Conservatives at war over gay marriage

As the debate on legalising same-sex marriage approaches, over half of Tory MPs look set to vote against their leader. Are modern and traditional conservatives heading for divorce?

‘Conservatives believe in the ties that bind us,’ said UK Prime Minister David Cameron at the opening of a consultation on one of the most divisive issues of modern politics. ‘I don’t support gay marriage in spite of being a conservative,’ he continued. ‘I support gay marriage because I am a conservative.’

Now, over a year after Cameron’s landmark speech outlined a conservative case for gay marriage, the Marriages (Same Sex) Bill is scheduled for a vote in the House of Commons tomorrow. If passed, all barriers to civil marriages between people of the same sex will be removed.

But while David Cameron and his fellow ‘modernisers’ welcome this course, many traditional Tories are fiercely opposed: reports suggest that up to 180 of the 303 Conservative members of the Commons may oppose their own leader.

This would not count as a rebellion, since party leaders have allowed MPs a ‘free vote’. But now, some Tories are even pushing to cancel the entire debate – is this the beginning of a rift within conservatism?

The Conservative Party has always been seen as a defender of traditional social structures and ‘family values’, and Cameron has gone to great efforts to persuade the public that this is still the case. But some still see him as a social liberal who does not understand traditional conservatism – and his firm support for gay marriage adds to this perception. ‘This is a policy dreamt up in Notting Hill,’ said one local leader.

Other regional Conservatives agree that the central party is diverging from the grassroots: in a recent survey, 71% said that ordinary members were overwhelmingly opposed to reform. And sure enough, party membership has almost halved under David Cameron, even as the Conservatives surged back into power.

Gay rights is not the only issue on which high-ranking conservatives differ from their traditional supporters. David Cameron has strongly defended Britain’s EU membership, for instance, a position shared by only a fifth of party activists; and his ‘hug a hoody’ speech arguing for giving young offenders ‘a lot more love’ famously provoked derision from right-wingers.


Many grassroots Tories feel betrayed by their leaders. ‘The Tory party does not belong to David Cameron’, said one activist. ‘It belongs to people around the country who have worked and campaigned for the party for a lifetime.’

But many ministers believe that they are sometimes justified in going against the beliefs of their core supporters. Ordinary people tend to be resistant to change, they say, but once it happens they will begin to see its benefits. Politicians should not be shackled to popular opinion: a ruler should lead the debate, not follow it.

You Decide

  1. Should gay marriage be legalised?
  2. Should a government’s policies always reflect the beliefs and attitudes of its supporters?


  1. Some conservatives argue that allowing same sex marriage would change its ‘definition’. Write a sentence that sums up your own definition of marriage.
  2. Imagine you are an MP and you have just received a letter from a group of people who voted for you and want you to vote against something you believe in. Write a reply explaining what you are going to do and your reasons for it.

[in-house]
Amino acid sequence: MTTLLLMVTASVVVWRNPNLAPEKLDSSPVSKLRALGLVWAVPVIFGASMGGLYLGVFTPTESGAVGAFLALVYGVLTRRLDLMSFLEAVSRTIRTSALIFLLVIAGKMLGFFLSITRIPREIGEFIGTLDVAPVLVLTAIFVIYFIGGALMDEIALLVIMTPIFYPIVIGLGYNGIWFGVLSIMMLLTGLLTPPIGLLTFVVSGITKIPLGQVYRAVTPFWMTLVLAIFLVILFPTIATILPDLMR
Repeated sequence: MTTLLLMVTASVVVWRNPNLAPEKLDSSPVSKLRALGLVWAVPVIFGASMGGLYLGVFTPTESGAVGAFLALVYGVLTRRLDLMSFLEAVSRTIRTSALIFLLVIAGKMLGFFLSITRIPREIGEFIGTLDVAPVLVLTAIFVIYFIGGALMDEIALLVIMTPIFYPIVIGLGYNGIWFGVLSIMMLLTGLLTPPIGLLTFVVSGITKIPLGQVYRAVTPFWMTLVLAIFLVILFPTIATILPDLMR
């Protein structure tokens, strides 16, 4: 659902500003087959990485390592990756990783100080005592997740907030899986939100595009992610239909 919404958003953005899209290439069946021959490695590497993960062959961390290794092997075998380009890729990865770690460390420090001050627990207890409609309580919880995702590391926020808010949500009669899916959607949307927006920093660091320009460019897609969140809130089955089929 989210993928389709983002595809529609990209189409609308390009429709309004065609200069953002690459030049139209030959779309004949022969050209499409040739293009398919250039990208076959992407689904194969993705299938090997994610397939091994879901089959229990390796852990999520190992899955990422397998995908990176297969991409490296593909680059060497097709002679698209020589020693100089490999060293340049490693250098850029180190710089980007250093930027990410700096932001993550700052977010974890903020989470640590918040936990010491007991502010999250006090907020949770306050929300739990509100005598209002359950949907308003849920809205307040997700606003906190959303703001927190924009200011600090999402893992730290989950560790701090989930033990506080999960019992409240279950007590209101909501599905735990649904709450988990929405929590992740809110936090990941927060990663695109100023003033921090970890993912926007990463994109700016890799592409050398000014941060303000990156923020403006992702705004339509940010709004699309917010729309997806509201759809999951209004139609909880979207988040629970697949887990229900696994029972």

Some People Say...

“In 20 years, everyone will have accepted gay marriage.”

What do you think?

Q & A

Doesn’t gay marriage exist already?
Not quite: same-sex couples in Britain can have their relationship recognised as a ‘civil partnership’, which conveys almost all of the financial benefits as marriage. But gay rights activists feel that the two institutions are not considered equally important.
Is this debate only happening in Britain?
Not at all: French MPs voted to back marriage just this weekend, after weeks of protest from both traditionalists and gay rights campaigners. US President Barack Obama came out in favour of gay marriage last summer, and nine American states now allow it in law. The same arguments are happening all over the world.

Word Watch

Civil marriage
Perhaps the most controversial aspect of same-sex marriage is the possibility that churches and other religious institutions may be forced to carry them out. However, the bill currently under debate explicitly bans the Anglican Church from overseeing gay marriages, while other religious bodies will only do so if they choose to ‘opt in’.
Free vote
For most parliamentary bills, each party instructs its own MPs on how to vote, with varying degrees of strictness (called ‘whips’). Occasionally, however, the leadership will decide that every MP is free to vote according to his or her conscience – though there may still be informal pressure to follow a party line.
Family values
Advocates of family values believe that the traditional family is the core unit of society, and that the government must represent its interests. In some ways David Cameron has reintroduced this idea into British politics, for instance by promising to introduce tax deductions for married couples. But opponents of gay marriage say that it undermines the ‘values’ in which Cameron claims to believe.
Notting Hill
An area of West London where Cameron lived before moving to the official Prime Ministerial residence in Downing Street. The party chairman was implying that this policy reflects the values of the wealthy and fashionable people who live in this area of London, rather than ordinary Conservative voters.

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